Homes are our protection from the harsh outdoors; a safe haven from the elements. That’s why it can be troubling to find out that indoor levels of harmful contaminants may be up to five times that of outdoor levels. Home is where you spend most of your time, where your family will gather and grow. You want to protect your loved ones from everything, so what about this practically invisible enemy? What can be done? Luckily, low air quality indoors isn’t something you have to just live with. There are measures available to address many aspects of poor air quality, including mold remediation, air duct cleaning, installing purifiers, disinfecting the home, and microbial and odor control.
It’s up to you to figure out when it’s time to bring the professionals into your home. Together we will identify common and crucial signs of low air quality inside your home.
Causes of Poor Air Quality
Before we jump into the signs of low air quality, it’s important to understand why your air quality may deteriorate over time. Air quality has the potential to be an issue in every home, but there are certain factors that can increase your risk of being exposed to harmful pollution, mold, bacteria, and more.
Your outdoor air is impacted by the environment where you live. When you think about what may affect air quality outside of your home, think about nature, factories, landscape, and population.
For example, areas with bustling traffic or a high number of factories per capita may experience lower air quality as a direct result. This remains an issue today, despite efforts to improve air health and several regulations put into place aimed to reduce the amount of pollution produced by transportation and facilities.
This outdoor air quality will almost always alter your indoor air unless you take measures to address it, like a filtration system for the HVAC unit. Besides filtering the air that comes into your home, there is not much you can do short of moving to a less populated area.
Pollutants and harmful microbes don’t just exist outside of the home. Poor air quality indoors is just as important, if not more. According to recent research, we spend almost all of our time indoors.
Indoor air quality is where we will focus our efforts on identifying and fixing contributors to low home air quality. Home air health can be impacted by clogged air ducts, outdoor air, bacteria, mold growth, viruses, and other environmental factors.
Signs of Low Air Quality
The several signs of low air quality can often be attributed to other causes. That’s why it’s so important to remain vigilant about physical signs in your home and possible health-related symptoms you may experience.
If you notice that there are several things on your list that you experience in your home, you might need to improve the health of the air.
Allergy and Cold Symptoms
Oftentimes, air quality problems are only uncovered because people in the household are feeling unwell.
There are a variety of symptoms you may experience. Sneezing, coughing, headaches, nausea, rashes, and a runny nose can all be common signs of low air quality.
If you find that you’re experiencing untimely allergies or have a cough you can’t shake, have your home tested to see what harmful microbes could be present.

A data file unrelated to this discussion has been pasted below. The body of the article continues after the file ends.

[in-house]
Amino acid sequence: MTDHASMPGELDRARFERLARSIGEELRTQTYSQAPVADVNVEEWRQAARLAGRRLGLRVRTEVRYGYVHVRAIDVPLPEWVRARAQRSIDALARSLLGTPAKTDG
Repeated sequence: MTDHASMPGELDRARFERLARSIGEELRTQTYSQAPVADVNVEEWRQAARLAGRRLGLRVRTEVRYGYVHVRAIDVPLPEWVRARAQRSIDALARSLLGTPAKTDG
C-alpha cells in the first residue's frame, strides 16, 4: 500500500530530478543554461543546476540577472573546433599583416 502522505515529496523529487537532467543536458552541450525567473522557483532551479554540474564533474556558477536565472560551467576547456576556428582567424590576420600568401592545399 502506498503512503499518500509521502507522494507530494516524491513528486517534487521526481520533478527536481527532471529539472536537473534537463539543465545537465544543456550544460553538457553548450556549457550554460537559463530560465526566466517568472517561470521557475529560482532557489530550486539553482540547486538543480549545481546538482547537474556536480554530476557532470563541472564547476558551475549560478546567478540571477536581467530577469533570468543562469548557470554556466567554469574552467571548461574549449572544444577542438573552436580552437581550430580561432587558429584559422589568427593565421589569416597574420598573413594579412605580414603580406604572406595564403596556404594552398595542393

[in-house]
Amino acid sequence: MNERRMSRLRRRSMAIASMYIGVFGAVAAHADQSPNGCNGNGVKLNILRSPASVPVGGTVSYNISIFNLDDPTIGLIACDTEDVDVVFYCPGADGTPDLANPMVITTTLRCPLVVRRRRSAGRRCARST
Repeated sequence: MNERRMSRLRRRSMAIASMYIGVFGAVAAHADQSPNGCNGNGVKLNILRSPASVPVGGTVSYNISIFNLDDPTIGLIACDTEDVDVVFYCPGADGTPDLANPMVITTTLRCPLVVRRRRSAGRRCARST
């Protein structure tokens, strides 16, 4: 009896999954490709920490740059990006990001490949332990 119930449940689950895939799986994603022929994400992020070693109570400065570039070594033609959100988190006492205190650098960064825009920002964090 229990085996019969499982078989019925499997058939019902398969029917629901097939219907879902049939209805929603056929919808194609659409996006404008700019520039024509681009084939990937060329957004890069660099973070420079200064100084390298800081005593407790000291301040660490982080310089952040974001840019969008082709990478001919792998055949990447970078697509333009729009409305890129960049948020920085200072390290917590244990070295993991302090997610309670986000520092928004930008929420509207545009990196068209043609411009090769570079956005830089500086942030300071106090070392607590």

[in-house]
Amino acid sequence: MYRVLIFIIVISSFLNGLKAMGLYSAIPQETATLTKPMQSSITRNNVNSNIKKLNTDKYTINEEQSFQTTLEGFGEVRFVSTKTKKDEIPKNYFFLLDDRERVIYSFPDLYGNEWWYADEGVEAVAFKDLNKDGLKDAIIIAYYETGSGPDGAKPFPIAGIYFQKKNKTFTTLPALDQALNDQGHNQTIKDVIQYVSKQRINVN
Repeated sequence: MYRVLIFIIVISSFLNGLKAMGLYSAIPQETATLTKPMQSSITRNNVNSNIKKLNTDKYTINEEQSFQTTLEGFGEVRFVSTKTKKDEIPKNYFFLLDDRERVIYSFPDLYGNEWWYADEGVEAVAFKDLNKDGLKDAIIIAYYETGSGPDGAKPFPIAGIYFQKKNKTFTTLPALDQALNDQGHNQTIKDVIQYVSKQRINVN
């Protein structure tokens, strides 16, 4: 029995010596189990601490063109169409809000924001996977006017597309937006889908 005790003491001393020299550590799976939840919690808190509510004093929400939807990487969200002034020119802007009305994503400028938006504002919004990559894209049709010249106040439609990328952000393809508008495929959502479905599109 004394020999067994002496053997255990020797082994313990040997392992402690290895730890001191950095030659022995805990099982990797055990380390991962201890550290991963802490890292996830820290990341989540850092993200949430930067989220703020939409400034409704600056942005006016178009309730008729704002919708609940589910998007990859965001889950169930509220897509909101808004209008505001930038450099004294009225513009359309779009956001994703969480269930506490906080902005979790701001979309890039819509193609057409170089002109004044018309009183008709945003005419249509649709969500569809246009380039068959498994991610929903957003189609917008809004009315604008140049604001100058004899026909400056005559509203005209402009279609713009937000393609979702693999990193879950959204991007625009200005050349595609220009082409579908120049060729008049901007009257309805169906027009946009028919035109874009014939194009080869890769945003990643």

Pockets of Air
Do you find that you walk into spots of hot and cold air? This could mean that your HVAC system isn’t working properly and can have a buildup of particulates in the vents.
Poor air circulation can be caused by bad air quality and can also worsen current conditions by not filtering and dispersing air properly.
Extra Dust and Dirt
Do you feel like you’re in an endless loop of cleaning to remove the constant layer of dust and dirt around your home?
If you just can’t keep up with the grime produced by the environment, you may find that the root cause of the dusty decor is bad air quality. A look at your vents and air filters. A significant amount of dust buildup around your heating or air conditioning vents can reveal that there is a surplus of pollutants in your home.
Can’t catch up on the Z’s? Add low air quality to the checklist of potential causes.
It may not occur to you that sleeping troubles may be a sign of air issues. If you notice that you’re not able to sleep well and have another sign on this list, that’s when to get help.
One of the more obvious signs that something has invaded your home and affected its air quality, something stinks! Now, what exactly is the culprit of that smell?
Mold, smoke, pet odor, and repetitive carpet spills can contribute to a pungent home.
Mold in itself is a health hazard, but can also be indicative of a bigger problem in your house. Mold means moisture, and moisture can be the result of a cracked window or can be indicative of something more sinister, like a leaking pipe or broken foundation.
If you see mold, you may want to consider having a professional look at the area to identify the cause and take the steps to fix it.
What to Do About It
There are a few approaches that you can take to help improve air quality.
Some folks with less severe air quality issues may find that a humidifier, or a dehumidifier depending on the exact situation, is enough to make a difference. Others might want to invest in an air purifier or have an integrated air filtration system installed.
The most comprehensive choice is to hire professional services to ensure that every contributor to poor air quality is fixed. They can identify the causes and employ the appropriate solutions whether it be microbial control, odor control, or bacteria and virus disinfection.
Let’s Get Started
When it comes to your home and protecting your family, you want the best of the best.
Bactronix is Southeastern Pennsylvania’s choice for helping residents create and maintain a healthy living environment.
If you’re concerned about low air quality in your home, contact Batronix today.